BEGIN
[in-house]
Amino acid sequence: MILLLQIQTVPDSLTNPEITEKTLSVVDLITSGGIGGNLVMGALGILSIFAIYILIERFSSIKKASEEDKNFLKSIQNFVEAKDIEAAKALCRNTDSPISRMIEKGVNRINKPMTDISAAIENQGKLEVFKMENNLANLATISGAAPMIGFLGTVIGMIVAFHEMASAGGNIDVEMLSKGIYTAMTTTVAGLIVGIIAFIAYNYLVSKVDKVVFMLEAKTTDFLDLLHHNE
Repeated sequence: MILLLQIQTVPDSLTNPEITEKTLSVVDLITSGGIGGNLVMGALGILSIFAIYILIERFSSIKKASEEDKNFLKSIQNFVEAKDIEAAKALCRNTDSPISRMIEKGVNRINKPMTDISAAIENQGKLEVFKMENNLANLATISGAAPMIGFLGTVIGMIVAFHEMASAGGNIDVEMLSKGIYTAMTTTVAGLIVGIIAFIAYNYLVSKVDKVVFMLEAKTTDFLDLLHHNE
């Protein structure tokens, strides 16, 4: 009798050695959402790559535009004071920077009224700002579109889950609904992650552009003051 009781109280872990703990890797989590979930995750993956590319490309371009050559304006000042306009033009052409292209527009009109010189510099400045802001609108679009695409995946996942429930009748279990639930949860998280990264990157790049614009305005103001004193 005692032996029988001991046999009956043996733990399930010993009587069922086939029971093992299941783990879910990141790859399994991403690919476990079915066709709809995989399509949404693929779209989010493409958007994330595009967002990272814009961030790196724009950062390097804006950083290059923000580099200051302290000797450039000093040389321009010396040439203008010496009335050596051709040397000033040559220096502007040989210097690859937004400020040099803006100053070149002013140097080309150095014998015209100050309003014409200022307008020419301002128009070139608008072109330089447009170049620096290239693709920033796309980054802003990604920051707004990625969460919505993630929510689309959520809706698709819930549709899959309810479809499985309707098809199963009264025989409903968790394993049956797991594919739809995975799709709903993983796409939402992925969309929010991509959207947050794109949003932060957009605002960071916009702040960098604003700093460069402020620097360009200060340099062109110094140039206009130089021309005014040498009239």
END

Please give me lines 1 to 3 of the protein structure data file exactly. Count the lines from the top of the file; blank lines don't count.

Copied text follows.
[in-house]
Amino acid sequence: MILLLQIQTVPDSLTNPEITEKTLSVVDLITSGGIGGNLVMGALGILSIFAIYILIERFSSIKKASEEDKNFLKSIQNFVEAKDIEAAKALCRNTDSPISRMIEKGVNRINKPMTDISAAIENQGKLEVFKMENNLANLATISGAAPMIGFLGTVIGMIVAFHEMASAGGNIDVEMLSKGIYTAMTTTVAGLIVGIIAFIAYNYLVSKVDKVVFMLEAKTTDFLDLLHHNE
Repeated sequence: MILLLQIQTVPDSLTNPEITEKTLSVVDLITSGGIGGNLVMGALGILSIFAIYILIERFSSIKKASEEDKNFLKSIQNFVEAKDIEAAKALCRNTDSPISRMIEKGVNRINKPMTDISAAIENQGKLEVFKMENNLANLATISGAAPMIGFLGTVIGMIVAFHEMASAGGNIDVEMLSKGIYTAMTTTVAGLIVGIIAFIAYNYLVSKVDKVVFMLEAKTTDFLDLLHHNE